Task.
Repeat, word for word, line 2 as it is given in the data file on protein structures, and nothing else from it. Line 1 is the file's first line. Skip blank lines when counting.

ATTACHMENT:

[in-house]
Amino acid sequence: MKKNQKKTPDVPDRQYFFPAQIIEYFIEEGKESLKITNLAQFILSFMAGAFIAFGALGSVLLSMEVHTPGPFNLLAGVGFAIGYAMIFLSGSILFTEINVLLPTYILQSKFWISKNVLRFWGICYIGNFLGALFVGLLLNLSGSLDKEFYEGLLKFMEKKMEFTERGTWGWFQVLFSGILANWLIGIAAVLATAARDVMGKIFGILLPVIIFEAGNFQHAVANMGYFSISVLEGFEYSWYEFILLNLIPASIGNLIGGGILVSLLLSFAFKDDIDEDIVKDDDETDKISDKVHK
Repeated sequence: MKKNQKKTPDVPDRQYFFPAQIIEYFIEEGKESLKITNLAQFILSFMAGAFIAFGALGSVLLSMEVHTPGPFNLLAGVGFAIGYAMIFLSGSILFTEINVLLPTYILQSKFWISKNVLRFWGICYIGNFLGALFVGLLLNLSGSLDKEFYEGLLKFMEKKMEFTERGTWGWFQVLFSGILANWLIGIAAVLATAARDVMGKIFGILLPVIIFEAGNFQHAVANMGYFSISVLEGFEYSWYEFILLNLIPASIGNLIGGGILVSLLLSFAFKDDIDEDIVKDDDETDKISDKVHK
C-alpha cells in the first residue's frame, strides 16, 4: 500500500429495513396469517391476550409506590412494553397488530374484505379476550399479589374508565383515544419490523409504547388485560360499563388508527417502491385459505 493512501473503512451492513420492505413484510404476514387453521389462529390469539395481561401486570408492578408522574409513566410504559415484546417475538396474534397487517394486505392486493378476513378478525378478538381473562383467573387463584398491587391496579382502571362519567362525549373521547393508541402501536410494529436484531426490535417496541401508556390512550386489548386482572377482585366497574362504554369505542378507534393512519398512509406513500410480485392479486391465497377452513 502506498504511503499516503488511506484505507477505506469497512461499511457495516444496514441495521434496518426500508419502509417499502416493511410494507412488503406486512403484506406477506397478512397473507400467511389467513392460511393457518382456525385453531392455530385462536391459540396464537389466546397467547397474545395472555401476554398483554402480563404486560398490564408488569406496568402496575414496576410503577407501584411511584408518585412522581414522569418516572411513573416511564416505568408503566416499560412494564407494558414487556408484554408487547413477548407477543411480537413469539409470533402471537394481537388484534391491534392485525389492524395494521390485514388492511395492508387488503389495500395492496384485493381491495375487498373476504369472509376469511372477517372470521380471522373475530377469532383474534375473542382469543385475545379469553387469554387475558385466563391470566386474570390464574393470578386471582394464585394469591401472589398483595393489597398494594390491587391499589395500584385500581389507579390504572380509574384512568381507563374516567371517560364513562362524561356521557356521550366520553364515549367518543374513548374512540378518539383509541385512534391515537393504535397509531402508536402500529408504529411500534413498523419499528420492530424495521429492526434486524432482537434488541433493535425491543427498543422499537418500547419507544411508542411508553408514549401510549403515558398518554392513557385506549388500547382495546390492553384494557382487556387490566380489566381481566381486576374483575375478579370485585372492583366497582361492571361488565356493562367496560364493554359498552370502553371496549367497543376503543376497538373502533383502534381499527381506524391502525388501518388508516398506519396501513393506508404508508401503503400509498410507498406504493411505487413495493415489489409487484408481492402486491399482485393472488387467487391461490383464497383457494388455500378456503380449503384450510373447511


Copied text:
Amino acid sequence: MKKNQKKTPDVPDRQYFFPAQIIEYFIEEGKESLKITNLAQFILSFMAGAFIAFGALGSVLLSMEVHTPGPFNLLAGVGFAIGYAMIFLSGSILFTEINVLLPTYILQSKFWISKNVLRFWGICYIGNFLGALFVGLLLNLSGSLDKEFYEGLLKFMEKKMEFTERGTWGWFQVLFSGILANWLIGIAAVLATAARDVMGKIFGILLPVIIFEAGNFQHAVANMGYFSISVLEGFEYSWYEFILLNLIPASIGNLIGGGILVSLLLSFAFKDDIDEDIVKDDDETDKISDKVHK